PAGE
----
Life on land following my finish of the Velux 5 Oceans solo race around the world has been hectic. It seems weird to say that after everything I faced offshore for the last 8 months and 30,000 miles!
I am not faced with 40-plus knots of wind or fierce competitors trying to hunt me down to take the lead. However, the transition to life on land and the reality that this race is over presents new challenges.
Crossing the finish line was a relief and the entire fleet was treated to the warm hospitality of La Rochelle, France, and their enthusiasm for sailing. When I was approaching the dock and hoisted all the flags I had onboard, it was a proud moment to see the victory flags from each ocean sprint of the race.
The official prize ceremony was emotional. It was great to have everyone together, which included not only the racers, but each competitor’s shore crew, race organizers, media team, family, friends and sponsors. We have become a family over the course of the race, sharing time in each port and the ups and downs of joyous arrivals and intense goodbyes. It is strange to now say our final goodbyes and see each person head in a new direction.
I had the very odd experience this morning of waving off my race boat, Le Pingouin, as she left La Rochelle Harbor without me onboard. My good friend and project manager Jeffrey Wargo was at the helm, along with two other competent sailors who will sail across the Atlantic to South Carolina.
I am taking the fast way home via plane and looking forward to spending some time with my family. It was really weird to see the boat leave. She and I have been virtually attached for two years and for the last eight months I’ve called that carbon fiber shell home.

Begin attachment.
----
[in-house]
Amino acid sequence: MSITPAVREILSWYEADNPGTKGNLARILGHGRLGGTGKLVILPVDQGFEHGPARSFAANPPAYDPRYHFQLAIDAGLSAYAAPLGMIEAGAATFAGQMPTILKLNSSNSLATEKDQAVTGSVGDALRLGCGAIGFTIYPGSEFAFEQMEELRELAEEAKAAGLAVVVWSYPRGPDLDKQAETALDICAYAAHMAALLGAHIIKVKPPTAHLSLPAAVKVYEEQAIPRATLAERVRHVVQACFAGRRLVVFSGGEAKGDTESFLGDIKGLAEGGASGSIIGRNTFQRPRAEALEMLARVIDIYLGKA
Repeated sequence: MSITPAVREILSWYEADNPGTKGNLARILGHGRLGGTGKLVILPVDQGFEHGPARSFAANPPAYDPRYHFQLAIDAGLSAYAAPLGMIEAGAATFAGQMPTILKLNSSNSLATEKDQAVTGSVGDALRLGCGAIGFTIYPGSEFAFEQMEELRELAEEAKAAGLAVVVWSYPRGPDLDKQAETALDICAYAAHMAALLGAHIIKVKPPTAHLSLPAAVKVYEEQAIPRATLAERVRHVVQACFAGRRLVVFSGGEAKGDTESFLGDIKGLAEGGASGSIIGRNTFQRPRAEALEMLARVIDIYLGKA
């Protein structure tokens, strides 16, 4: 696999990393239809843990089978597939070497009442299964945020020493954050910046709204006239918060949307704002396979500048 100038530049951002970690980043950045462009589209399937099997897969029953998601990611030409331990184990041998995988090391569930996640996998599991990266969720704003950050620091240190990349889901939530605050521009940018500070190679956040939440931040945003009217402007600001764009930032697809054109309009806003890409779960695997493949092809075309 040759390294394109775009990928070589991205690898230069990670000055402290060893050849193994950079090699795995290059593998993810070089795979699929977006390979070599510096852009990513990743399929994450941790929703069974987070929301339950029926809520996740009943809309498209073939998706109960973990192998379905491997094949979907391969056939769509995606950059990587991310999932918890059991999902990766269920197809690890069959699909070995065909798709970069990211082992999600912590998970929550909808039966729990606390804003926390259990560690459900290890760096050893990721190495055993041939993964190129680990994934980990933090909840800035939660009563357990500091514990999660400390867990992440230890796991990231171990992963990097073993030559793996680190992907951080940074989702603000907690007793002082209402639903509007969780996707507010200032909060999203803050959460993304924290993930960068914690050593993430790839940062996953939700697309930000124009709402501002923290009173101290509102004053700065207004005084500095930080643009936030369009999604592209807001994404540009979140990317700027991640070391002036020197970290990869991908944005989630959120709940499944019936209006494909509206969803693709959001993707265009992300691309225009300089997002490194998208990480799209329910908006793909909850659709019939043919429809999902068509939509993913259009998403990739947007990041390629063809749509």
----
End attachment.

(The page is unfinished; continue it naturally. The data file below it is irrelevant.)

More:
There was a small group down on the docks to see the boat and crew off. The early morning in La Rochelle was quiet, and as the bridge of the basin opened, Le Pingouin just seems to slip outside and pass by the towers of the historic port.
With Chris Stanmore-Major of Britain and Canada’s Derek Hatfield’s boats already gone, that left only Poland’s Zbigniew Gutkowski’s Operon Racing on the dock. The Velux 5 Oceans is over and this scene placed some emphasis on that fact.
I am now processing the reality of what I need to do to leverage the experience of the last year. I will need to move on to the next phase of my life. It becomes very emotional after all the ups and downs of the race to contemplate something more stable. I’ve been keyed up for so long, that stability seems unnatural and somewhat foreign. It will take some time to think about what the next chapter of life will be. Stay tuned at http://www.oceanracing.org.
Brad Van Liew is the very first American to ever officially finish three solo races around the globe. He is also the first person worldwide to sweep all legs of the VELUX 5 OCEANS race for two complete events. Follow Van Liew’s ongoing activities at http://www.oceanracing.org. He will be offering opportunities this summer for sponsors to sail aboard Le Pingouin and hold events in various U.S. markets. Brad Van Liew is the winner of the VELUX 5 OCEANS, the longest running solo round the world race. The race began on Oct. 17, 2010 in La Rochelle, France, and includes five ocean sprints to Cape Town, South Africa; Wellington, New Zealand; Punta del Este, Uruguay; Charleston, S.C.; and then concluded back across the Atlantic in France in May 2011. Find additional details about Brad’s journey and the race at: http://www.velux5oceans.com.